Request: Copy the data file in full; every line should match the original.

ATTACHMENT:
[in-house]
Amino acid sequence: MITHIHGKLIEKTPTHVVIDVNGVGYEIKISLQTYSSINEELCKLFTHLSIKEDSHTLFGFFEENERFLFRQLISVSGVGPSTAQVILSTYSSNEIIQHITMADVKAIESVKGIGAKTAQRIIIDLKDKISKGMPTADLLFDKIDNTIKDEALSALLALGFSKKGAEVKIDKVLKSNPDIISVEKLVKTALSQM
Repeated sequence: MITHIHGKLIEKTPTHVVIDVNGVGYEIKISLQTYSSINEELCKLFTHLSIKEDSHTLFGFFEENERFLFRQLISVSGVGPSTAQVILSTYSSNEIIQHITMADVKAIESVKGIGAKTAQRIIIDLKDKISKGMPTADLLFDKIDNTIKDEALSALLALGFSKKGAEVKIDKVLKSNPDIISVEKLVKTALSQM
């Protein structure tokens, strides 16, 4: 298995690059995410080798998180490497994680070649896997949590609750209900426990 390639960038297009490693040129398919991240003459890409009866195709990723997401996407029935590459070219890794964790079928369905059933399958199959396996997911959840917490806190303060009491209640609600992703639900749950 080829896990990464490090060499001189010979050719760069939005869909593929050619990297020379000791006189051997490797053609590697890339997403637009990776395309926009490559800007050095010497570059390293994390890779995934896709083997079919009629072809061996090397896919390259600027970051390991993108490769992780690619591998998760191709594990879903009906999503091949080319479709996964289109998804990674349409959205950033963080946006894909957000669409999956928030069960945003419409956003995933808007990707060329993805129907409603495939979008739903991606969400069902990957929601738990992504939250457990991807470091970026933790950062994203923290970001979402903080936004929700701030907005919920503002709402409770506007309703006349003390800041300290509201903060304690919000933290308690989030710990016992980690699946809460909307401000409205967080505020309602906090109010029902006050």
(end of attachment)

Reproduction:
[in-house]
Amino acid sequence: MITHIHGKLIEKTPTHVVIDVNGVGYEIKISLQTYSSINEELCKLFTHLSIKEDSHTLFGFFEENERFLFRQLISVSGVGPSTAQVILSTYSSNEIIQHITMADVKAIESVKGIGAKTAQRIIIDLKDKISKGMPTADLLFDKIDNTIKDEALSALLALGFSKKGAEVKIDKVLKSNPDIISVEKLVKTALSQM
Repeated sequence: MITHIHGKLIEKTPTHVVIDVNGVGYEIKISLQTYSSINEELCKLFTHLSIKEDSHTLFGFFEENERFLFRQLISVSGVGPSTAQVILSTYSSNEIIQHITMADVKAIESVKGIGAKTAQRIIIDLKDKISKGMPTADLLFDKIDNTIKDEALSALLALGFSKKGAEVKIDKVLKSNPDIISVEKLVKTALSQM
């Protein structure tokens, strides 16, 4: 298995690059995410080798998180490497994680070649896997949590609750209900426990 390639960038297009490693040129398919991240003459890409009866195709990723997401996407029935590459070219890794964790079928369905059933399958199959396996997911959840917490806190303060009491209640609600992703639900749950 080829896990990464490090060499001189010979050719760069939005869909593929050619990297020379000791006189051997490797053609590697890339997403637009990776395309926009490559800007050095010497570059390293994390890779995934896709083997079919009629072809061996090397896919390259600027970051390991993108490769992780690619591998998760191709594990879903009906999503091949080319479709996964289109998804990674349409959205950033963080946006894909957000669409999956928030069960945003419409956003995933808007990707060329993805129907409603495939979008739903991606969400069902990957929601738990992504939250457990991807470091970026933790950062994203923290970001979402903080936004929700701030907005919920503002709402409770506007309703006349003390800041300290509201903060304690919000933290308690989030710990016992980690699946809460909307401000409205967080505020309602906090109010029902006050």